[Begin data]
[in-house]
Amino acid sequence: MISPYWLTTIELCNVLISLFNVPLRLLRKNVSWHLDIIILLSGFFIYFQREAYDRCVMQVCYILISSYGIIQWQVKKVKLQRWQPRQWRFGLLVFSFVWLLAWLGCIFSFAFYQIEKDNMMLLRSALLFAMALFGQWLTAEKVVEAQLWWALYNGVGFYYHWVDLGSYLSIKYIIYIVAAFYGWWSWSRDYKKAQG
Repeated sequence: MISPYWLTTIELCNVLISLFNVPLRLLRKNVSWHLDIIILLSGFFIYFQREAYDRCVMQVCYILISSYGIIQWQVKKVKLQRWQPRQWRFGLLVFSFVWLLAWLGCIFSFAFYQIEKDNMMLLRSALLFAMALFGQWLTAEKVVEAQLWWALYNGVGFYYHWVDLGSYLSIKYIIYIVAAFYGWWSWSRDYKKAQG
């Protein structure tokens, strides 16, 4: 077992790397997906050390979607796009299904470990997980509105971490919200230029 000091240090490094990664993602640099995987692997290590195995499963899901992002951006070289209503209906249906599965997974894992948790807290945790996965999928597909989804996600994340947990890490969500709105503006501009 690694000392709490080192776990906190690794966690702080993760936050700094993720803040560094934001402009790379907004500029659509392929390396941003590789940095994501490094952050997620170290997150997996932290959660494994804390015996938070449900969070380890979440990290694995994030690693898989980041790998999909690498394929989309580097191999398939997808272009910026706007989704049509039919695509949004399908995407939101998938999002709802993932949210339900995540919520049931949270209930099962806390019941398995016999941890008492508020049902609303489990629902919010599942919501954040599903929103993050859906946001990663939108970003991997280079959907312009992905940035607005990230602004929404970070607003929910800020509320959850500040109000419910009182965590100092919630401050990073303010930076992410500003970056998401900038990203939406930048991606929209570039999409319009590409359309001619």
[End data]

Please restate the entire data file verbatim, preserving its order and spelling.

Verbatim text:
[in-house]
Amino acid sequence: MISPYWLTTIELCNVLISLFNVPLRLLRKNVSWHLDIIILLSGFFIYFQREAYDRCVMQVCYILISSYGIIQWQVKKVKLQRWQPRQWRFGLLVFSFVWLLAWLGCIFSFAFYQIEKDNMMLLRSALLFAMALFGQWLTAEKVVEAQLWWALYNGVGFYYHWVDLGSYLSIKYIIYIVAAFYGWWSWSRDYKKAQG
Repeated sequence: MISPYWLTTIELCNVLISLFNVPLRLLRKNVSWHLDIIILLSGFFIYFQREAYDRCVMQVCYILISSYGIIQWQVKKVKLQRWQPRQWRFGLLVFSFVWLLAWLGCIFSFAFYQIEKDNMMLLRSALLFAMALFGQWLTAEKVVEAQLWWALYNGVGFYYHWVDLGSYLSIKYIIYIVAAFYGWWSWSRDYKKAQG
């Protein structure tokens, strides 16, 4: 077992790397997906050390979607796009299904470990997980509105971490919200230029 000091240090490094990664993602640099995987692997290590195995499963899901992002951006070289209503209906249906599965997974894992948790807290945790996965999928597909989804996600994340947990890490969500709105503006501009 690694000392709490080192776990906190690794966690702080993760936050700094993720803040560094934001402009790379907004500029659509392929390396941003590789940095994501490094952050997620170290997150997996932290959660494994804390015996938070449900969070380890979440990290694995994030690693898989980041790998999909690498394929989309580097191999398939997808272009910026706007989704049509039919695509949004399908995407939101998938999002709802993932949210339900995540919520049931949270209930099962806390019941398995016999941890008492508020049902609303489990629902919010599942919501954040599903929103993050859906946001990663939108970003991997280079959907312009992905940035607005990230602004929404970070607003929910800020509320959850500040109000419910009182965590100092919630401050990073303010930076992410500003970056998401900038990203939406930048991606929209570039999409319009590409359309001619």